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Game Review

This is not your grandfather’s Rock Band.

Or, maybe that’s exactly what it is.

What I’m trying to say is this: The Beatles: Rock Band is a game that raises the bar for your average Guitar Hero/Rock Band title much like The Beatles themselves elevated art within rock ’n’ roll. So while The Beatles are your gramp’s kind of rock band, he wouldn’t even recognize this game. It really is that much better than previous Rock Band titles.

A Day in the Life
Opening animation playfully takes you on a tour of the Fab Four’s relatively short but hit-filled seven-year recording history. The bouncy clip foreshadows the path you’ll tread as you proceed to push colored buttons, thump colored drum pads and wail out your best falsetto "oooooh."

Each of the game’s Story chapters takes you through about a year in the group’s life, starting at Liverpool’s Cavern Club in 1963, then moving on to Ed Sullivan’s "really big shoe" in ’64 and so on. You play along and watch as the band morphs from head-shaking mop-tops to hirsute artistic icons strumming away on the Apple Corps rooftops.

It’s quite an entertaining journey. And the game slots in a good-sized handful of memorable songs from each year. For instance, the Cavern Club segment features early numbers "I Saw Her Standing There" and "Twist and Shout." Shea Stadium showcases "I’m Looking Through You" and "Eight Days a Week." And once the boys get off the road, grow lots of facial hair and become a studio band, the Abbey Road sections crank out megahits such as "Sgt. Pepper’s Lonely Hearts Club Band," "Here Comes the Sun" and "Something."

Getting Better
There are 45 tunes altogether, and the majority will be easily recognizable to anyone who’s turned on the radio anytime in the last four decades. The newly remastered music is lush and full. And this upgraded version of Rock Band lets you harmonize to your faves with up to three vocal parts. Technically, that means—when adding drums, lead guitar and bass—six family members or friends can end up becoming the digital quartet. (Of course, if you’re really into authenticity and have extra cash burning a hole in your pocket, you’ll stick with four players and go buy the instrument peripherals that look just like the band’s original drums and guitars.)

Another fun part of play involves whimsical cutscenes and unique performance scenes. And I’m not talking about shots of stock avatars that slightly resemble the lads from Liverpool, either. The animators worked very closely with Apple Corps bigwigs—including bandmates Paul McCartney and Ringo Starr—who spot-checked the work and offered access to archival films in an attempt to make everything look … fab. They even went so far as to secure wood samples from guitar maker Höfner in order to replicate the grain on Paul’s violin bass.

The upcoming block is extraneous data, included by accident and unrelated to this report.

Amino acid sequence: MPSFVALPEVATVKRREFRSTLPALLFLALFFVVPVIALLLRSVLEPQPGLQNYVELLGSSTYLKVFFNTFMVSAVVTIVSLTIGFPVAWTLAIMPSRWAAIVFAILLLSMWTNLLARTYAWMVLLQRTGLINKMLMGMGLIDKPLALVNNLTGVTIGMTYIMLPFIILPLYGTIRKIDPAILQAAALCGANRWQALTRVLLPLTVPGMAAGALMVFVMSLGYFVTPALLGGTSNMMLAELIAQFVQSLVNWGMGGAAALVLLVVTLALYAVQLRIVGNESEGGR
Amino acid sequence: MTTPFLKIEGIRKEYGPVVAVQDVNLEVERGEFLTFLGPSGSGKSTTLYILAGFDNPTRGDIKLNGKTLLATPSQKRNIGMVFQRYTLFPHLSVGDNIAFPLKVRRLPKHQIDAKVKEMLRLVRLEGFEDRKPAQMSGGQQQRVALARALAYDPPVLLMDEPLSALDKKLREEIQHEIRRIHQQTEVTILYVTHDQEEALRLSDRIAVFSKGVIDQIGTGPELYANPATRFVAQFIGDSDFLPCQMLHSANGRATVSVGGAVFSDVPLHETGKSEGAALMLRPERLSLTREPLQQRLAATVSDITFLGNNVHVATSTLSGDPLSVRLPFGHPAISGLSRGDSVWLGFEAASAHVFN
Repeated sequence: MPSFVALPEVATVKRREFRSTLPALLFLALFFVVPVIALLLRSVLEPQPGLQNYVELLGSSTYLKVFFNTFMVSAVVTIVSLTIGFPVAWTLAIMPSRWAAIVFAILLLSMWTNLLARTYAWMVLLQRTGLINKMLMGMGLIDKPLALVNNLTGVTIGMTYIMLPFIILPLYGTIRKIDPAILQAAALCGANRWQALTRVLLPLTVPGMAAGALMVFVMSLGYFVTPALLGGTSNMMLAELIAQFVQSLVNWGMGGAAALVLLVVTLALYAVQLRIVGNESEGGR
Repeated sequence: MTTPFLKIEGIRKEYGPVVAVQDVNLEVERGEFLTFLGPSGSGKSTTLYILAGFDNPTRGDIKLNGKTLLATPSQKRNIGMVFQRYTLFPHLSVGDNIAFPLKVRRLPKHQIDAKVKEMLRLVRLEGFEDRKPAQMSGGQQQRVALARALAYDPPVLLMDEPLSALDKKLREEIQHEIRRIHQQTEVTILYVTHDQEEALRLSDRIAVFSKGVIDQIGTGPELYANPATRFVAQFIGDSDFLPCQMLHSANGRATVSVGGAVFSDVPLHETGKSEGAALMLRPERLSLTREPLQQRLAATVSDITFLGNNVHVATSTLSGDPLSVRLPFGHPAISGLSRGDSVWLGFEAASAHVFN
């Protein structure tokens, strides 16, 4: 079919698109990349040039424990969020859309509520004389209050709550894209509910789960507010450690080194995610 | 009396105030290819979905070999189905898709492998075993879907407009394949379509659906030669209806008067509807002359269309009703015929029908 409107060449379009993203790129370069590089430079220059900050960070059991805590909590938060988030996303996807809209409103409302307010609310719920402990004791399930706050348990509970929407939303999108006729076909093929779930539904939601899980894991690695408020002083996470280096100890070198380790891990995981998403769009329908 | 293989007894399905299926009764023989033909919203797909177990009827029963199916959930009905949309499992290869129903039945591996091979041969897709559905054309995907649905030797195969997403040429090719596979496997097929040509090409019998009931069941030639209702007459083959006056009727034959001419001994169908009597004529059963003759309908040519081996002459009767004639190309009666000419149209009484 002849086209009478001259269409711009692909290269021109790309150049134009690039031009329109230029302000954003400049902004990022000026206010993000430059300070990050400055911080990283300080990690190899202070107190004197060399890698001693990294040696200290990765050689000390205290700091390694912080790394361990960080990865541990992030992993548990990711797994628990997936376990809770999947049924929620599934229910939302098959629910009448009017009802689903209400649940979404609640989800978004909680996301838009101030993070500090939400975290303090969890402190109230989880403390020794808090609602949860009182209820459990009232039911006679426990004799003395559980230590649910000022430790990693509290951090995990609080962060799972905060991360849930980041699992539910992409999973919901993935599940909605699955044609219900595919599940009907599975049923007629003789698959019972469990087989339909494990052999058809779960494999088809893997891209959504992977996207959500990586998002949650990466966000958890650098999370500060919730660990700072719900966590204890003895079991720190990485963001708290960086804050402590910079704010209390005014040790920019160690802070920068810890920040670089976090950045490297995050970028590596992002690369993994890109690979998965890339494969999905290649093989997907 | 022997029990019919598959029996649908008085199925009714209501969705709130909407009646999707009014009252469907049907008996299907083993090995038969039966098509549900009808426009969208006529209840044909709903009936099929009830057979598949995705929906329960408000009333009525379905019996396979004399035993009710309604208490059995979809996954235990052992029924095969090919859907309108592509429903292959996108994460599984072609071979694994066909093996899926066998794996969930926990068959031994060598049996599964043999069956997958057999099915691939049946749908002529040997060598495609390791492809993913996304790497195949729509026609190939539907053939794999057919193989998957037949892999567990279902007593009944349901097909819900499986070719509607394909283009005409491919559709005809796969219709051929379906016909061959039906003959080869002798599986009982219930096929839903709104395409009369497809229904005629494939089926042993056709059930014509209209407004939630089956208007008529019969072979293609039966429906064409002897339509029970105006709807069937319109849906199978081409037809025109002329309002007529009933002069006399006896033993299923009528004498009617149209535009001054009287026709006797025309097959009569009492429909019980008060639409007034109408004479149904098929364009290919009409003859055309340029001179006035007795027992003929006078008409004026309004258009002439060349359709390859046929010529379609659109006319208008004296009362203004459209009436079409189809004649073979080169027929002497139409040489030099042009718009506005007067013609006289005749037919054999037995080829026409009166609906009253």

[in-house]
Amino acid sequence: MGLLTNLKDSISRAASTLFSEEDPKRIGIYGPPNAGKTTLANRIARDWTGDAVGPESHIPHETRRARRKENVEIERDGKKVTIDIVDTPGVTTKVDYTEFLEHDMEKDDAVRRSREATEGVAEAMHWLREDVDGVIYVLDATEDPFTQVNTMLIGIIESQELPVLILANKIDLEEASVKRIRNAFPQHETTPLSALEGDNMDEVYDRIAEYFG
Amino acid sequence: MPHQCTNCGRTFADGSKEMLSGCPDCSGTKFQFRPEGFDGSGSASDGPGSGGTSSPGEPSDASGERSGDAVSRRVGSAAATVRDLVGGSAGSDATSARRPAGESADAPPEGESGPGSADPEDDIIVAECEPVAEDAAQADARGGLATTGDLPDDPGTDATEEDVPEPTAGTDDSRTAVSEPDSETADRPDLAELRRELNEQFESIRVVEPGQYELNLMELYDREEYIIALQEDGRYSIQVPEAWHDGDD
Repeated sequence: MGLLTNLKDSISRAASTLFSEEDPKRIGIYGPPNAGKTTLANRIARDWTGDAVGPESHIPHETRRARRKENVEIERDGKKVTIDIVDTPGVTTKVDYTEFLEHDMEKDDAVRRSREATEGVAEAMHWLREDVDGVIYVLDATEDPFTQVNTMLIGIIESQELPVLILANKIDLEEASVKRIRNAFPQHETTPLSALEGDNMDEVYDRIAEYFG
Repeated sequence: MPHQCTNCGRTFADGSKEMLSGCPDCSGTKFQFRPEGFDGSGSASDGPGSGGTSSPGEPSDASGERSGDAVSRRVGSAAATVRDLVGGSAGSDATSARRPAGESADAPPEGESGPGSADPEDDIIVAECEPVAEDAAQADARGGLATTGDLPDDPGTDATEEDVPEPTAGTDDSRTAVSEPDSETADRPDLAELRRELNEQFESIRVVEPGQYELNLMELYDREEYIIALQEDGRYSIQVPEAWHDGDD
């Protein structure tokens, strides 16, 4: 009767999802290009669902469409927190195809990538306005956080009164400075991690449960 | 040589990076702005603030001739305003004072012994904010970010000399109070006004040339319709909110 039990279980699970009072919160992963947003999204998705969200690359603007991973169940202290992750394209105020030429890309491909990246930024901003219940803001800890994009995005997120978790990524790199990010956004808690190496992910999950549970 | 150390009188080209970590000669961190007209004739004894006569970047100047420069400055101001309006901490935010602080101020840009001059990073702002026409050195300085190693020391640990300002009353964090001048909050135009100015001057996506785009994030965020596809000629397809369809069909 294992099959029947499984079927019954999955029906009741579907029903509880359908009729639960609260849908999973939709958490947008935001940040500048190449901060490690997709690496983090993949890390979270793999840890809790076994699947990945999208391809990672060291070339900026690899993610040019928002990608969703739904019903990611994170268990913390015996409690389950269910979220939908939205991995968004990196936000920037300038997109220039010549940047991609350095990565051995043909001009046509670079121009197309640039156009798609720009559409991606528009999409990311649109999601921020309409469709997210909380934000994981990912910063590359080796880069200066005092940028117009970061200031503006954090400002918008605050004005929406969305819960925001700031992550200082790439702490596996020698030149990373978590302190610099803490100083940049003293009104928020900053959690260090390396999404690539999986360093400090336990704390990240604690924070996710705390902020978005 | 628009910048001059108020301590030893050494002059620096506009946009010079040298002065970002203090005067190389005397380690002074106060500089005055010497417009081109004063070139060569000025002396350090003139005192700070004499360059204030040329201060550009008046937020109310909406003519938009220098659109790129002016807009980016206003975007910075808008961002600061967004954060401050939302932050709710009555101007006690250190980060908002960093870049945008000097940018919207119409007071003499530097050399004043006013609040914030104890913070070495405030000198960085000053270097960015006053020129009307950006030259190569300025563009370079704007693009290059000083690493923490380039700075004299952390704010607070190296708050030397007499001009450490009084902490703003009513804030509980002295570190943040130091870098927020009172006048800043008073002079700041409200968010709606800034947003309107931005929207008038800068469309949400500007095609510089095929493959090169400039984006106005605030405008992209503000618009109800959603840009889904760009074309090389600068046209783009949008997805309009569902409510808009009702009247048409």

The resulting scenes are soundly delightful and include Paul plucking his left-handed bass and belting out "Ticket to Ride" in front of thousands of screaming, hyperventilating fans at Shea Stadium. Taking things beyond realism—as The Beatles did so often so long ago—the more intimate Abbey Road studio performances dive into a psychedelic dreamscape, with Ringo and crew performing "Octopus’s Garden," for instance, on an underwater reef. For the record, it’s an intertwining of music and animation that’s unmatched in the music/rhythm genre.

Don’t Let Me Down
"What we wanted to do was steep the player in the experience of The Beatles’ music and their imagery as they were evolving over a seven- to eight-year period," said Alex Rigopulous, CEO of game designer Harmonix.

Cool, right? But as I picked up the game for the first time, I couldn’t help but wonder when or if the other Beatle boot was going to drop. After all, it wasn’t always a simple "I wanna hold your hand" for this group. What about the evolving personal lives of the band? The drugs? The Eastern mysticism? For that matter, what about the bare-knuckle breakup?

Well, thankfully, The Beatles: Rock Band doesn���t go there. Nobody ends up asking "Why Don’t We Do It in the Road?" "Helter Skelter" and "Lucy in the Sky With Diamonds" are present, but it depends on your personal interpretation of their lyrics as to whether they advocate drug use. Of course, "Come Together" sports the line "He shoot Coca-Cola." But it also digs around for toe jam. And that’s as down and dirty as this game gets. Even the avatars stay smiling and positive right through to their final "The love you take/Is equal to the love you make."

"The game is great, the music’s greater and, animated, I look gorgeous!" said Ringo Starr at the video game’s debut. And for all of the former Beatle drummer’s cheeky opining, he’s pretty much spot on.

The game is great because the music is terrific. And the sparkling animated eye candy and Beatles trivia—including lots of fan-pleasing, unlockable photos, recordings and real-life film clips—makes it all the more stylishly enjoyable. So while The Beatles may or may not have been your granddad’s favorite band, their new game would make even mean Mr. Mustard want to sing "yeah, yeah, yeah."

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Episode Reviews

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